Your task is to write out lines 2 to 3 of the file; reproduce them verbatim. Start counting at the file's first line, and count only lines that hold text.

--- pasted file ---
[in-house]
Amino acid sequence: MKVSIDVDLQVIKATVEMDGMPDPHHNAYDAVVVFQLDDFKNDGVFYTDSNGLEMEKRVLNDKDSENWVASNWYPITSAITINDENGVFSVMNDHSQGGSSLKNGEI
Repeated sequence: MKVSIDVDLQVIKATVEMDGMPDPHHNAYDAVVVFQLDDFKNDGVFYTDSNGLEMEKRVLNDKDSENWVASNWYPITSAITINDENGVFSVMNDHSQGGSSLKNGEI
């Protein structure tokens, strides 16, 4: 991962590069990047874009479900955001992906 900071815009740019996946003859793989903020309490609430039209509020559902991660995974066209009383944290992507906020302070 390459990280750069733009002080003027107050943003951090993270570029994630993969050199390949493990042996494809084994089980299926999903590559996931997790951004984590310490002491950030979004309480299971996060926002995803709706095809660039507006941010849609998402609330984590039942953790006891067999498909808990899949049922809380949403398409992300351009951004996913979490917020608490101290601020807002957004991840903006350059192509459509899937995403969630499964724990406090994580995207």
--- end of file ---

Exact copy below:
Amino acid sequence: MKVSIDVDLQVIKATVEMDGMPDPHHNAYDAVVVFQLDDFKNDGVFYTDSNGLEMEKRVLNDKDSENWVASNWYPITSAITINDENGVFSVMNDHSQGGSSLKNGEI
Repeated sequence: MKVSIDVDLQVIKATVEMDGMPDPHHNAYDAVVVFQLDDFKNDGVFYTDSNGLEMEKRVLNDKDSENWVASNWYPITSAITINDENGVFSVMNDHSQGGSSLKNGEI